user experience

GDPR enforcement has not fixed the user experience, according to Marketing Week. Despite hopes that more stringent data control and regulation would strengthen relationships between brands and consumers, concerns digital services may still be missing the mark persist.

And it seems prominent industry players, from advertising technology giants to ad blocking providers, agree more work is needed. The last few months have seen Eyeo unveil new acceptable ads criteria intended to limit disruption on mobile, and Google launch a cross-device tracking tool that promises to boost relevance by tracing individuals instead of devices. Meanwhile, Spotify is testing an innovative format — Active Media — that allows users to skip both video and audio ads.

But are any of these initiatives enough? This question topped the agenda at a recent Internet Advertising Bureau (IAB) seminar, where industry thought leaders sought to diagnose the issues impeding the user experience and how to solve them.

Here are the top three issues:

Too many adds, too little value

Rowly Bourne, founder of Rezonence, believes there are two key problems: too many ads and the lack of a “viable value exchange”. As the number of ads per page grows, users are increasingly frustrated by slow page loads and interrupted content consumption; whether ads adhere to IAB standards or not. This annoyance is compounded by the limited value users receive for viewing ads. Highlighting the rise of click-bait, Bourne argued some publishers have made revenue the core focus of digital strategy and prioritise attracting users to pages over delivering positive experiences.

His proposed solution involves a change in approach for both brands and publishers. Buyers must pick ad tech partners carefully; only selecting those with direct publisher relationships and a range of high-yield ads that negate the need for sites to overfill pages. On the sell-side, the value exchange needs to offer tangible benefits for users, such as one month of content access in return for viewing an ad.

Limited ad quality commitment

Ad quality is at the root of the user experience challenge for Steve Myslinski, business development director at OpenX. In addition to citing the increase in brand safety concerns — largely driven by ad misplacement and fraud — he points to the ill-considered use of ad formats. For example, the 300×250 ratio is still a popular choice for in-banner video, but this means ads are frequently squeezed into smaller video players, which doesn’t provide a good viewing experience for users.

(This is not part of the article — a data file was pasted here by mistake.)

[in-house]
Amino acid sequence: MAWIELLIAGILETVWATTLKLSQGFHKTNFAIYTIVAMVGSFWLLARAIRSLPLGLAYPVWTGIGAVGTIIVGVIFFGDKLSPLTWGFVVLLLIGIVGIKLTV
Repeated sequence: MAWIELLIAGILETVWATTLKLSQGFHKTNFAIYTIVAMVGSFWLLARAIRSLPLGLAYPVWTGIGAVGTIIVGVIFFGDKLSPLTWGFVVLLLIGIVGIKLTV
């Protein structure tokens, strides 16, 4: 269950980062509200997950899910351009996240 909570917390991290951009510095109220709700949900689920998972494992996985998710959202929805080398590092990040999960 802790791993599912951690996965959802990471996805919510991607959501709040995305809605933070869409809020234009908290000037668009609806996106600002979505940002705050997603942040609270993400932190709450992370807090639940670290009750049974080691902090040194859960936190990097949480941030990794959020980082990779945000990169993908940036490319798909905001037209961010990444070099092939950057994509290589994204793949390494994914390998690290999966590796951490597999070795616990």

Advising that “quality is a choice, not a guarantee”, Myslinski feels the next step is clear: industry-wide dedication to raising quality standards. Not only should advertisers move away from disruptive ads and towards more engaging formats — especially native, rich media ads, and opt-in video — but all members of the ecosystem also need to embrace independent verification. Initiatives such as the IAB’s ads.txt and certification from third parties, including Integral Ad Science (IAS) and the Trustworthy Accountability Group (TAG), are crucial to improve trust and improve ad quality benchmarks.

Failure to accommodate mobile

The call for better mobile creative isn’t new, but James Shepherd — managing partner for M&C Saatchi Mobile — feels it’s one the industry hasn’t fully answered. While most brands and publishers know consumers expect content to adapt as they move between devices, Shepherd thinks old habits are dying hard: desktop formats are still used in the mobile environment. This may be the reason why research from Nielsen shows that audiences have learned to tune out mobile ads just as they do on desktop. It is therefore essential that the industry recognises mobile is no longer an emerging technology but a fundamental part of the multi-channel mix. Mobile-specific creative and contextual targeting — using location data — are now essential to deliver experiences that drive interest instead of ad blindness.

The GDPR is a step in the right direction for all industries, including digital advertising. With greater transparency around how, when and why data is deployed, there is hope for brands to form lasting and more trusted bonds with audiences. But leaders agree it isn’t a magic wand. As long as issues with ad density, quality, and contextual relevance remain, the user experience will be a work in progress.

user experience  By Catherine Luff, Content Manager